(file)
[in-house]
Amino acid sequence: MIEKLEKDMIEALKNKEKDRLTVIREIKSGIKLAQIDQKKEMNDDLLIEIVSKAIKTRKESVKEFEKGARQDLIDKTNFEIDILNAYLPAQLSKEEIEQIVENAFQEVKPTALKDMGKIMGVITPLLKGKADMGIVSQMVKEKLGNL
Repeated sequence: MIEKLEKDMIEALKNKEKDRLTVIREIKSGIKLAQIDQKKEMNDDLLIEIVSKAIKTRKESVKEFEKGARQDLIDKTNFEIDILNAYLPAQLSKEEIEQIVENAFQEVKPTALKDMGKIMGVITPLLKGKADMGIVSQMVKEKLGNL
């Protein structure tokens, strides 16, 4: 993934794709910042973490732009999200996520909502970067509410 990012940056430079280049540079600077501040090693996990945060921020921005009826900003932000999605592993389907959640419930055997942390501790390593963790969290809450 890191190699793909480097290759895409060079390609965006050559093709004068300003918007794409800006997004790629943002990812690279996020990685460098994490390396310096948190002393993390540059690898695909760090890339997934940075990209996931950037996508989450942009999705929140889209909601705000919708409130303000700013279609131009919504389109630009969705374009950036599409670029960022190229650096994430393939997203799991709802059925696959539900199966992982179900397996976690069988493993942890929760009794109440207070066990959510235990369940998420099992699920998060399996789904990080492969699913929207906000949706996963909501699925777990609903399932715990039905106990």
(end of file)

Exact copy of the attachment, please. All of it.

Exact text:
[in-house]
Amino acid sequence: MIEKLEKDMIEALKNKEKDRLTVIREIKSGIKLAQIDQKKEMNDDLLIEIVSKAIKTRKESVKEFEKGARQDLIDKTNFEIDILNAYLPAQLSKEEIEQIVENAFQEVKPTALKDMGKIMGVITPLLKGKADMGIVSQMVKEKLGNL
Repeated sequence: MIEKLEKDMIEALKNKEKDRLTVIREIKSGIKLAQIDQKKEMNDDLLIEIVSKAIKTRKESVKEFEKGARQDLIDKTNFEIDILNAYLPAQLSKEEIEQIVENAFQEVKPTALKDMGKIMGVITPLLKGKADMGIVSQMVKEKLGNL
């Protein structure tokens, strides 16, 4: 993934794709910042973490732009999200996520909502970067509410 990012940056430079280049540079600077501040090693996990945060921020921005009826900003932000999605592993389907959640419930055997942390501790390593963790969290809450 890191190699793909480097290759895409060079390609965006050559093709004068300003918007794409800006997004790629943002990812690279996020990685460098994490390396310096948190002393993390540059690898695909760090890339997934940075990209996931950037996508989450942009999705929140889209909601705000919708409130303000700013279609131009919504389109630009969705374009950036599409670029960022190229650096994430393939997203799991709802059925696959539900199966992982179900397996976690069988493993942890929760009794109440207070066990959510235990369940998420099992699920998060399996789904990080492969699913929207906000949706996963909501699925777990609903399932715990039905106990």